The activists interrupted a discussion with Israeli constitutional judge Barak-Erez at Humboldt University. Now the university management is speaking out.

Humboldt University Berlin on Unter den Linden boulevard

The round table on the topic “Constitutional challenges – Judging in a constitutional democracy” had to be canceled Photo: Jens Kalaene/dpa

SEDAN dpa/epd | After a roundtable discussion with an Israeli judge was interrupted, representatives from Berlin's Humboldt University and the Hertie School criticized the behavior of pro-Palestinian activists.

“I find it embarrassing for the guests we invited to an important debate that it could not take place as planned,” said Julia von Blumenthal, president of Humboldt University, according to a statement Friday morning. At the university “extremely controversial positions should also be able to be discussed.” But that only works if we listen to each other. “Today there was no will on the part of activists to do this.”

On Thursday, pro-Palestinian activists so disrupted a roundtable on “Constitutional Challenges – Judging in a Constitutional Democracy” that it had to be cancelled. Current and former international judges were invited to the event, including Daphne Barak-Erez, a professor and judge at Israel's Constitutional Court.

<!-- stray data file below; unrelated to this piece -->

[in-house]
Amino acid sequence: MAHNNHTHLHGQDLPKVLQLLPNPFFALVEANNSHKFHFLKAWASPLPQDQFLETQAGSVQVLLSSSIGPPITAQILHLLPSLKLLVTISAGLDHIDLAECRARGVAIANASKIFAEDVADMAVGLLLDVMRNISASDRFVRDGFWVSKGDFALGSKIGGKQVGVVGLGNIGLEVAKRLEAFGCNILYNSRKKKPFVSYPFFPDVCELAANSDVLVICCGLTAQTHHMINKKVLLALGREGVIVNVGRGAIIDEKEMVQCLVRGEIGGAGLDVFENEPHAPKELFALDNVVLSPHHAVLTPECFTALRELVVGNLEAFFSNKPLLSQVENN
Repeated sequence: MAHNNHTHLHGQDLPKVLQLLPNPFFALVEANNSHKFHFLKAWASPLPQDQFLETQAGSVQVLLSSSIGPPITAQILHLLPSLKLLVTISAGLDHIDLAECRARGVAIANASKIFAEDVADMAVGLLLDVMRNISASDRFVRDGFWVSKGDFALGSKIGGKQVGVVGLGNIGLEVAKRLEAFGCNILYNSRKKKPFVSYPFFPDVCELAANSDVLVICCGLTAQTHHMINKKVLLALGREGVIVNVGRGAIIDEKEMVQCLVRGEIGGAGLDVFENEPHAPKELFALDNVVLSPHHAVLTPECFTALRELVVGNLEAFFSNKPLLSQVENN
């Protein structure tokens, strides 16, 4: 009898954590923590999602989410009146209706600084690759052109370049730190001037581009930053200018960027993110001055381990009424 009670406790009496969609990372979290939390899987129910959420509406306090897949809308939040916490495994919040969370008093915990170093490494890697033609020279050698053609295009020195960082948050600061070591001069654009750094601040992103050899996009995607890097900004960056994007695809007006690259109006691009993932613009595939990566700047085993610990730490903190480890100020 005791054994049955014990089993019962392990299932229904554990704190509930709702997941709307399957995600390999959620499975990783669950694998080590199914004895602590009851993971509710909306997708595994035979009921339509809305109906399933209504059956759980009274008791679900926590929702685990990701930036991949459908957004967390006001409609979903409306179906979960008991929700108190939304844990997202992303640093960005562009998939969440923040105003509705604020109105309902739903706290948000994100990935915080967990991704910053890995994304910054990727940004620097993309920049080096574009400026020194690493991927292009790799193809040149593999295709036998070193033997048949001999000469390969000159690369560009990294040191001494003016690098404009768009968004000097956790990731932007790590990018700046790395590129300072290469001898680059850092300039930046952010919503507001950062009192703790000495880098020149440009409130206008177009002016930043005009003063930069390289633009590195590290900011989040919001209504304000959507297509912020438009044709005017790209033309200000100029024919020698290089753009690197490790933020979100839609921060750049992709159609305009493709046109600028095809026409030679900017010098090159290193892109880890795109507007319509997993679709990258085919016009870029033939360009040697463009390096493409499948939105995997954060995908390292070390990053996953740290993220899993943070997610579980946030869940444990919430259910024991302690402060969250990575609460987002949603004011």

According to the university, one person stood up during the event to read a statement. When the speakers on stage wanted to react to this, they were disturbed “by loud and continuous screams from individual people.” The organizers then decided to cancel the round table.

“Science thrives thanks to dialogue and exchange. We must also offer this space in universities to discuss opposing opinions,” explained Cornelia Woll, president of the Hertie School, according to the joint statement. If debates can only take place in closed rooms and under highly secure conditions, it would lead not only science but also democracy to a dead end.

Call for tougher laws

Following the attack on a Jewish student at the Free University of Berlin (FU), the Federal Government's Anti-Semitism Commissioner, Felix Klein, reiterated his demand for consequences. “In its higher education law, the state of Berlin has clearly obliged universities to take measures against anti-Semitism,” Klein said. Editorial network Germany.

It must now be a matter of “consistently and concretely implementing the legal framework that has long existed in the country and taking decisive action against hostility toward Israel and hatred of Jews on campus.”

Both the scientific senator from Berlin and the president of the FU are needed, Klein said. He supports the proposal of Federal Education Minister Bettina Stark-Watzinger (FDP) to examine the rules of state higher education laws in other federal states and create more legal clarity on how universities can address anti-Semitic incidents.

A 30-year-old Jewish FU student was attacked and seriously injured on a street in Mitte, Berlin, on Friday afternoon last week by a 23-year-old classmate. The suspect is said to have been involved in, among other things, the occupation of a conference room by pro-Palestinian activists in December.